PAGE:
- Eat a diet of whole-foods that is fresh and low in saturated fat
- Exercise regularly
- Manage your high blood pressure, high cholesterol, and diabetes
- Try to quit smoking
- Participate in social events, dance, read, play board games, create art, play an instrument, and do other things that require mental and social engagement.
Alzheimer’s disease is progressive, meaning it will gradually damage more parts of your brain over time. The earliest sign of the disease is having difficulty remembering recent conversations and events. It may also be hard for you to remember things and organize your thoughts. As your disease progress, these memory impairments worsen and other symptoms start to develop. The first person to notice that your symptoms have got worse is usually a family member or a friend. Symptoms that occur as the disease progresses include:
- Forgetting appointments or significant dates
- Getting lost in a familiar place
- Forgetting a friend’s name
- Struggling to find the right word in a conversation
- Losing items around the house
- Struggling to follow a conversation
- Seeing things in judging distances or in three dimensions
- Struggling with decision making, problem-solving, and carrying out a sequence of tasks
- Becoming confused and losing track of the day
In the first stages of the disease, you will experience changes in your mood. You may feel depressed, anxious, or easily annoyed. Some people also lose interest in joining activities, doing their hobbies, or talking to people. These changes can be really difficult for you or the people you are close to.
In the later stages of the disease, problems with memory, language, orientation, and reasoning get worse. You may also need day-to-day support. Some people in the later stages start having delusions and hallucinations. Many people also behave in strange ways that are not normal for them. As the disease gets worse, you may become less aware of what is happening around you, have difficulties walking or eating without help, and become frailer.
The diagnosis of Alzheimer’s usually includes self-reporting of symptoms along with information from a close family member or friend. Your doctor will likely perform a physical and neurological exam to test your reflexes, ability to walk across the room, muscle tone and strength, sense of sight and hearing, balance, and coordination. Your doctor may also do some blood tests such as MRI, CT scan, and PET scan.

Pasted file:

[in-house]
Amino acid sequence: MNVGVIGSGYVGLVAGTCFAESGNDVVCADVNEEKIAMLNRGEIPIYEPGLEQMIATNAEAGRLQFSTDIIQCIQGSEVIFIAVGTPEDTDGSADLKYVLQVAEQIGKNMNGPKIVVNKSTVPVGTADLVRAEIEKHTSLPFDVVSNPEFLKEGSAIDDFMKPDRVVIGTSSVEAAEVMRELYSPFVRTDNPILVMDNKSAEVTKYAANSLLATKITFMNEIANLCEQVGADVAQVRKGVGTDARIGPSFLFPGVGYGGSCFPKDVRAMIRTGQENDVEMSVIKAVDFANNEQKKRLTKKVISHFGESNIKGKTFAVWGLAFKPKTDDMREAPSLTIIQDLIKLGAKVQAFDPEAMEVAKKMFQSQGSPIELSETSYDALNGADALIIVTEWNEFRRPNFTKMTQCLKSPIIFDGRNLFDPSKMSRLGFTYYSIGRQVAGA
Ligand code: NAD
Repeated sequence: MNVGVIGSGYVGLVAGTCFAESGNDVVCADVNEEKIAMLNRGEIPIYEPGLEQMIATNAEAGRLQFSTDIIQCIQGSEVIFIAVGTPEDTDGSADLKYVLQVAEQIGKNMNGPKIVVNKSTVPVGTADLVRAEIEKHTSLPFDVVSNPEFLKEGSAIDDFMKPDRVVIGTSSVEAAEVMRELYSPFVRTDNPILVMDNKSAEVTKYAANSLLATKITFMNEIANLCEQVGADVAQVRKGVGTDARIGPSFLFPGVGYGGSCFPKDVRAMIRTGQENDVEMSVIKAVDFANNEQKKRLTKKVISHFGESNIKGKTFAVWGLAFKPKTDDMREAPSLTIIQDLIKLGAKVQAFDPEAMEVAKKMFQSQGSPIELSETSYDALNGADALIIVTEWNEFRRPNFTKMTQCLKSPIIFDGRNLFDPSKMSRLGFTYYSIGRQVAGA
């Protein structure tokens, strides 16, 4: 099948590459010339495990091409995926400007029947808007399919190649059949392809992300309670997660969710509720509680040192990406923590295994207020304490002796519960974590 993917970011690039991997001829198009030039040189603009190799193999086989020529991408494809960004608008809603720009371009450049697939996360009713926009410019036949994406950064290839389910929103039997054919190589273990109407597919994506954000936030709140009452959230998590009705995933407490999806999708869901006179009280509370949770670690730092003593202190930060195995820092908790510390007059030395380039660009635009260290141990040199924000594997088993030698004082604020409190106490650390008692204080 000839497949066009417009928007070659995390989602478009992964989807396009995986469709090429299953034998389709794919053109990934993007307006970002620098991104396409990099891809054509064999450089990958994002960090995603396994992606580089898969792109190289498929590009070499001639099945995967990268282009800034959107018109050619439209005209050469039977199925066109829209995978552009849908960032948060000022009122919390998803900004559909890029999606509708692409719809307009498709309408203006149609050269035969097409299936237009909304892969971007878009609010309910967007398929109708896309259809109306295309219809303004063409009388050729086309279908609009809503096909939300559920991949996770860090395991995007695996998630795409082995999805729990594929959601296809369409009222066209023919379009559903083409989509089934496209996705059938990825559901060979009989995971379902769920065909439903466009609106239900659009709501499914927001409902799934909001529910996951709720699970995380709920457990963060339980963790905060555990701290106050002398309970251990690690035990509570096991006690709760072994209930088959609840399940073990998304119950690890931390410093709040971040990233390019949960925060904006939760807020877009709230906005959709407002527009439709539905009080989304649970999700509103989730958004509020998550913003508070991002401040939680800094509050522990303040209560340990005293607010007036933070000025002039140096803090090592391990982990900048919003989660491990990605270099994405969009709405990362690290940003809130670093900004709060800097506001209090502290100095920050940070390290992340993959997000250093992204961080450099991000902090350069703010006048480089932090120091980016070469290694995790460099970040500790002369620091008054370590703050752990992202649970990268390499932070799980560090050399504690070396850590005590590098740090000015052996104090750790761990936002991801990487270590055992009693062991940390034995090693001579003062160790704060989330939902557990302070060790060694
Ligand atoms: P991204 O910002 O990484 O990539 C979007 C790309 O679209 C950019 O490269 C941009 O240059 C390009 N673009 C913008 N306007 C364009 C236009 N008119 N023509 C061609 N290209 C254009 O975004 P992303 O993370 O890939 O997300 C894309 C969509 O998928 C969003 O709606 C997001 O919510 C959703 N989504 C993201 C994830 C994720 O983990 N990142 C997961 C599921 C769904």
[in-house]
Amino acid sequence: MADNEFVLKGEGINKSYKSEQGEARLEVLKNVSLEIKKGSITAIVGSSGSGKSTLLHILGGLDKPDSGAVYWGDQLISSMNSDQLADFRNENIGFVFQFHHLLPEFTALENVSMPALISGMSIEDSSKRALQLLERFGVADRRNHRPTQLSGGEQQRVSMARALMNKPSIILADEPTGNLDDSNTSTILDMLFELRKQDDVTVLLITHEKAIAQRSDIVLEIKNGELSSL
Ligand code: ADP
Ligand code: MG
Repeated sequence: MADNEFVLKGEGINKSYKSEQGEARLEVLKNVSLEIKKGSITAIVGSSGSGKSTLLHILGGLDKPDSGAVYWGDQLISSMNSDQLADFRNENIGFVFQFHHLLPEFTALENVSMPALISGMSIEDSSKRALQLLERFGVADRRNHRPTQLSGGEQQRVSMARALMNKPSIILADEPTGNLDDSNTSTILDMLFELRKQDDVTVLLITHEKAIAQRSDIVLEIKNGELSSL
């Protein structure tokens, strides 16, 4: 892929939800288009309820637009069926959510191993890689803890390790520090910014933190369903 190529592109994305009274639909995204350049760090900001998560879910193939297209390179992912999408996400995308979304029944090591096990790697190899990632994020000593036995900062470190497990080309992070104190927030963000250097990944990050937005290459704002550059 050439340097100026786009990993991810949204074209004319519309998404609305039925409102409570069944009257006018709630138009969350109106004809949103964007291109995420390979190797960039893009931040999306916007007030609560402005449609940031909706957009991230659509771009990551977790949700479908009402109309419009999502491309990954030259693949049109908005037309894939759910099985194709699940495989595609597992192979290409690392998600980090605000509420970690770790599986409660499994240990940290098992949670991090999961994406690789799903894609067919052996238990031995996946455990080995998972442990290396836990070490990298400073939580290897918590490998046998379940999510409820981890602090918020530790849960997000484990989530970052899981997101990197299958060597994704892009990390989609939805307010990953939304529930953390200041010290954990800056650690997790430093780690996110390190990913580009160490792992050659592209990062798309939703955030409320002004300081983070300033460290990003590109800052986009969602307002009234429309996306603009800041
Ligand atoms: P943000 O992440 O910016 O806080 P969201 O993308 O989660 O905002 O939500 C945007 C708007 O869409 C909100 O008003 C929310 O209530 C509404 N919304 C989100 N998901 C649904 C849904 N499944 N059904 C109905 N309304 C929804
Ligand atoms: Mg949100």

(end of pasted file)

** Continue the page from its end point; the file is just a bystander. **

Currently, Alzheimer’s disease has no cure. However, there are some treatments that will help people with the disease. Medication can help with memory symptoms as well as other cognitive changes. The medications include:
- Cholinesterase Inhibitors. These drugs preserve a chemical messenger that is depleted in your brain to boost your levels of cell-to-cell communication. They also improve neuropsychiatric symptoms.
- Memantine (Namenda). This drug slows the progression of symptoms and works in the cell communication network. Sometimes, your doctor will use the drug in combination with cholinesterase inhibitors.
Other than drugs, there are also natural treatments to help with Alzheimer’s. These natural treatments are creating a supportive and safe environment for the person with Alzheimer’s disease. If you are a family member, you need to adapt to the living situation of the person with Alzheimer’s. You can keep their medications in a secure location, keep valuables in a safe place, arrange Bills to be on automatic payment, or make sure the person with Alzheimer’s carries identification and wears a medical alert bracelet.